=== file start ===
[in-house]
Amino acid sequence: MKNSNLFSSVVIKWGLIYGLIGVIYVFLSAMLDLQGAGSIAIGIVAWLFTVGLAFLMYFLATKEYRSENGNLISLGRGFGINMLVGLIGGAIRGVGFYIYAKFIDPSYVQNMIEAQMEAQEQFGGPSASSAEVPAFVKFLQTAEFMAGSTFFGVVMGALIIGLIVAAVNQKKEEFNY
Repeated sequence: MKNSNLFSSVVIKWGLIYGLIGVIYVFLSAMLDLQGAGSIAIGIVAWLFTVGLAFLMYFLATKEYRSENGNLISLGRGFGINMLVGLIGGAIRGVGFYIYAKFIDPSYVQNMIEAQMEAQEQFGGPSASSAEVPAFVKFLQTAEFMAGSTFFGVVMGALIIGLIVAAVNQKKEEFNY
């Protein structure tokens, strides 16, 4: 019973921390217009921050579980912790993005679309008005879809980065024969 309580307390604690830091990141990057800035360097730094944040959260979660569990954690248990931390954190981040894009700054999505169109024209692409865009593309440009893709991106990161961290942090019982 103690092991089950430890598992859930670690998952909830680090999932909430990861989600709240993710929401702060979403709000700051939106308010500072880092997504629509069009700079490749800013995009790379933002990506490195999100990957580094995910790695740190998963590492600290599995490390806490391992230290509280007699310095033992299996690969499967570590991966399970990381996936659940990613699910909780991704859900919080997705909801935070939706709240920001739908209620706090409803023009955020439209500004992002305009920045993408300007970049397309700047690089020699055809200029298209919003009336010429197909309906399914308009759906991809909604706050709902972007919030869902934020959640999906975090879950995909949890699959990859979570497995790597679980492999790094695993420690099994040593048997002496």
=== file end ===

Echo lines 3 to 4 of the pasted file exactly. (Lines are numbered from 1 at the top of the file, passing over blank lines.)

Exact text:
Repeated sequence: MKNSNLFSSVVIKWGLIYGLIGVIYVFLSAMLDLQGAGSIAIGIVAWLFTVGLAFLMYFLATKEYRSENGNLISLGRGFGINMLVGLIGGAIRGVGFYIYAKFIDPSYVQNMIEAQMEAQEQFGGPSASSAEVPAFVKFLQTAEFMAGSTFFGVVMGALIIGLIVAAVNQKKEEFNY
């Protein structure tokens, strides 16, 4: 019973921390217009921050579980912790993005679309008005879809980065024969 309580307390604690830091990141990057800035360097730094944040959260979660569990954690248990931390954190981040894009700054999505169109024209692409865009593309440009893709991106990161961290942090019982 103690092991089950430890598992859930670690998952909830680090999932909430990861989600709240993710929401702060979403709000700051939106308010500072880092997504629509069009700079490749800013995009790379933002990506490195999100990957580094995910790695740190998963590492600290599995490390806490391992230290509280007699310095033992299996690969499967570590991966399970990381996936659940990613699910909780991704859900919080997705909801935070939706709240920001739908209620706090409803023009955020439209500004992002305009920045993408300007970049397309700047690089020699055809200029298209919003009336010429197909309906399914308009759906991809909604706050709902972007919030869902934020959640999906975090879950995909949890699959990859979570497995790597679980492999790094695993420690099994040593048997002496």